The input and output of a macro transformer (i.e., source and replacement forms) are represented as syntax objects. A syntax object contains symbols, lists, and constant values (such as numbers) that essentially correspond to the quoted form of the expression. For example, a representation of the expression (+ 1 2) contains the symbol '+ and the numbers 1 and 2, all in a list. In addition to this quoted content, a syntax object associates source-location and lexical-binding information with each part of the form. The source-location information is used when reporting syntax errors (for example), and the lexical-biding information allows the macro system to maintain lexical scope. To accommodate this extra information, the represention of the expression (+ 1 2) is not merely '(+ 1 2), but a packaging of '(+ 1 2) into a syntax object.
To create a literal syntax object, use the syntax form:
|> (syntax (+ 1 2))|
|> #'(+ 1 2)|
A syntax object that contains just a symbol is an identifier syntax object. Scheme provides some additional operations specific to identifier syntax objects, including the identifier? operation to detect identifiers. Most notably, free-identifier=? determines whether two identifiers refer to the same binding:
|> (identifier? #'car)|
|> (identifier? #'(+ 1 2))|
|> (free-identifier=? #'car #'cdr)|
|> (free-identifier=? #'car #'car)|
|> (require (only-in scheme/base [car also-car]))|
|> (free-identifier=? #'car #'also-car)|
The last example above, in particular, illustrates how syntax objects preserve lexical-context information.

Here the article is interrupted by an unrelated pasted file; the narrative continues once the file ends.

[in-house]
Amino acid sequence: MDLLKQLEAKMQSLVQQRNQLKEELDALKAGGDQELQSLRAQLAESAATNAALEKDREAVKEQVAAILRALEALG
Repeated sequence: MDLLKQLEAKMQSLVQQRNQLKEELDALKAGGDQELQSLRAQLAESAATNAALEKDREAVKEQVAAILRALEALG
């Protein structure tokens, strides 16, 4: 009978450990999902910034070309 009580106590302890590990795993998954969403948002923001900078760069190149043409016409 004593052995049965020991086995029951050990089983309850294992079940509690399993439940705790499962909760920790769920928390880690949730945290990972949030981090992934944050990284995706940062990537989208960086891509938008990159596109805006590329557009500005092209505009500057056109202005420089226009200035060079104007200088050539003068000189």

To see the lists, symbols, numbers, etc. within a syntax object, use syntax->datum:
|> (syntax->datum #'(+ 1 2))|
(+ 1 2)
The syntax-e function is similar to syntax->datum, but it unwraps a single layer of source-location and lexical-context information, leaving sub-forms that have their own information wrapped as syntax objects:
|> (syntax-e #'(+ 1 2))|
(#<syntax:1:0> #<syntax:1:0> #<syntax:1:0>)
The syntax-e function always leaves syntax-object wrappers around sub-forms that are represented via symbols, numbers, and other literal values. The only time it unwraps extra sub-forms is when unwrapping a pair, in which case the cdr of the pair may be recursively unwrapped, depending on how the syntax object was constructed.
The opposite of syntax->datum is, of course, datum->syntax. In addition to a datum like '(+ 1 2), datum->syntax needs an existing syntax object to donate its lexical context, and optionally another syntax object to donate its source location:
In the above example, the lexical context of #'lex is used for the new syntax object, while the source location of #'srcloc is used.
When the second (i.e., the “datum”) argument to datum->syntax includes syntax objects, those syntax objects are preserved intact in the result. That is, deconstructing the result with syntax-e eventually produces the syntax objects that were given to datum->syntax.